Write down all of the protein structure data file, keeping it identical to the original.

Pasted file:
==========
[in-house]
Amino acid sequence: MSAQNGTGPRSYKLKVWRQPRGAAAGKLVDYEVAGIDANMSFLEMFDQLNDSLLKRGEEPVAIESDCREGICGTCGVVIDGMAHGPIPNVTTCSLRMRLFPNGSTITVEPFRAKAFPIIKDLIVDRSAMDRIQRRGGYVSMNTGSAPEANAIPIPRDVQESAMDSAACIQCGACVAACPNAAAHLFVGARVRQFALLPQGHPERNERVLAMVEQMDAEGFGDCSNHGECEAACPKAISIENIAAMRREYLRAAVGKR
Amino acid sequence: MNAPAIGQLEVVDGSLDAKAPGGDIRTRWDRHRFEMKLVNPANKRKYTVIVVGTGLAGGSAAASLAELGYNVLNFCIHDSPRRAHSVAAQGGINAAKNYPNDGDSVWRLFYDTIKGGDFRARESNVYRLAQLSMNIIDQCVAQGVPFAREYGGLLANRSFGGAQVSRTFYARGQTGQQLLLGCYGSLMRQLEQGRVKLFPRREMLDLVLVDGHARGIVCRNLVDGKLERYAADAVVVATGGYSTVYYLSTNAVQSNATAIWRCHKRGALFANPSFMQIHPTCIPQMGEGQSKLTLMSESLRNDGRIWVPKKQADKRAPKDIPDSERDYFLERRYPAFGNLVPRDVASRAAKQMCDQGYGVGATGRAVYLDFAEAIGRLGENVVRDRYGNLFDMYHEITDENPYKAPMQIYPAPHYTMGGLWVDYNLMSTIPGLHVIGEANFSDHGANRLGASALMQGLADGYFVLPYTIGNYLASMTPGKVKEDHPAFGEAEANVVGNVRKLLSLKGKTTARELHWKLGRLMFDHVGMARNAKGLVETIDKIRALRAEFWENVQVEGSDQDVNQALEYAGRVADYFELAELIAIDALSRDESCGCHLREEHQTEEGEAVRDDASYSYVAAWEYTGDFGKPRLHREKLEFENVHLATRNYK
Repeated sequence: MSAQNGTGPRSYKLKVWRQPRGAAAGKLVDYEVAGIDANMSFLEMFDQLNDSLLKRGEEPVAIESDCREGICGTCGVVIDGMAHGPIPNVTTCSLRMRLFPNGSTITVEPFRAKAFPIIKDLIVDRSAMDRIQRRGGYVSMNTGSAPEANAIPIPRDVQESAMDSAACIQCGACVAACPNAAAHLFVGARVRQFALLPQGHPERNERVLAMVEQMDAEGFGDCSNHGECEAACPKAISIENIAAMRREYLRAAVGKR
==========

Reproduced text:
[in-house]
Amino acid sequence: MSAQNGTGPRSYKLKVWRQPRGAAAGKLVDYEVAGIDANMSFLEMFDQLNDSLLKRGEEPVAIESDCREGICGTCGVVIDGMAHGPIPNVTTCSLRMRLFPNGSTITVEPFRAKAFPIIKDLIVDRSAMDRIQRRGGYVSMNTGSAPEANAIPIPRDVQESAMDSAACIQCGACVAACPNAAAHLFVGARVRQFALLPQGHPERNERVLAMVEQMDAEGFGDCSNHGECEAACPKAISIENIAAMRREYLRAAVGKR
Amino acid sequence: MNAPAIGQLEVVDGSLDAKAPGGDIRTRWDRHRFEMKLVNPANKRKYTVIVVGTGLAGGSAAASLAELGYNVLNFCIHDSPRRAHSVAAQGGINAAKNYPNDGDSVWRLFYDTIKGGDFRARESNVYRLAQLSMNIIDQCVAQGVPFAREYGGLLANRSFGGAQVSRTFYARGQTGQQLLLGCYGSLMRQLEQGRVKLFPRREMLDLVLVDGHARGIVCRNLVDGKLERYAADAVVVATGGYSTVYYLSTNAVQSNATAIWRCHKRGALFANPSFMQIHPTCIPQMGEGQSKLTLMSESLRNDGRIWVPKKQADKRAPKDIPDSERDYFLERRYPAFGNLVPRDVASRAAKQMCDQGYGVGATGRAVYLDFAEAIGRLGENVVRDRYGNLFDMYHEITDENPYKAPMQIYPAPHYTMGGLWVDYNLMSTIPGLHVIGEANFSDHGANRLGASALMQGLADGYFVLPYTIGNYLASMTPGKVKEDHPAFGEAEANVVGNVRKLLSLKGKTTARELHWKLGRLMFDHVGMARNAKGLVETIDKIRALRAEFWENVQVEGSDQDVNQALEYAGRVADYFELAELIAIDALSRDESCGCHLREEHQTEEGEAVRDDASYSYVAAWEYTGDFGKPRLHREKLEFENVHLATRNYK
Repeated sequence: MSAQNGTGPRSYKLKVWRQPRGAAAGKLVDYEVAGIDANMSFLEMFDQLNDSLLKRGEEPVAIESDCREGICGTCGVVIDGMAHGPIPNVTTCSLRMRLFPNGSTITVEPFRAKAFPIIKDLIVDRSAMDRIQRRGGYVSMNTGSAPEANAIPIPRDVQESAMDSAACIQCGACVAACPNAAAHLFVGARVRQFALLPQGHPERNERVLAMVEQMDAEGFGDCSNHGECEAACPKAISIENIAAMRREYLRAAVGKR